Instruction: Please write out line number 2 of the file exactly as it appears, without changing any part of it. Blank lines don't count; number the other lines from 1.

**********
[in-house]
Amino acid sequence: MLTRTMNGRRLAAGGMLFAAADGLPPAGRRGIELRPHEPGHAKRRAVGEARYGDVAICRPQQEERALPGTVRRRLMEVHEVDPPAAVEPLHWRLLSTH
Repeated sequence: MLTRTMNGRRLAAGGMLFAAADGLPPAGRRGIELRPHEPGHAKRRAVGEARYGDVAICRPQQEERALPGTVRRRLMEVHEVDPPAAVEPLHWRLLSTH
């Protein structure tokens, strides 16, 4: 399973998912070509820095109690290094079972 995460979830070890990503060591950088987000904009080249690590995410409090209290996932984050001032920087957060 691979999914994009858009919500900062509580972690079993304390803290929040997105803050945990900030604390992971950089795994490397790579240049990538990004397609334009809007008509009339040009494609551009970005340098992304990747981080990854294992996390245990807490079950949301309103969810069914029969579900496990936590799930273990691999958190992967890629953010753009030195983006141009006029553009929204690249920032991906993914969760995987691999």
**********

Amino acid sequence: MLTRTMNGRRLAAGGMLFAAADGLPPAGRRGIELRPHEPGHAKRRAVGEARYGDVAICRPQQEERALPGTVRRRLMEVHEVDPPAAVEPLHWRLLSTH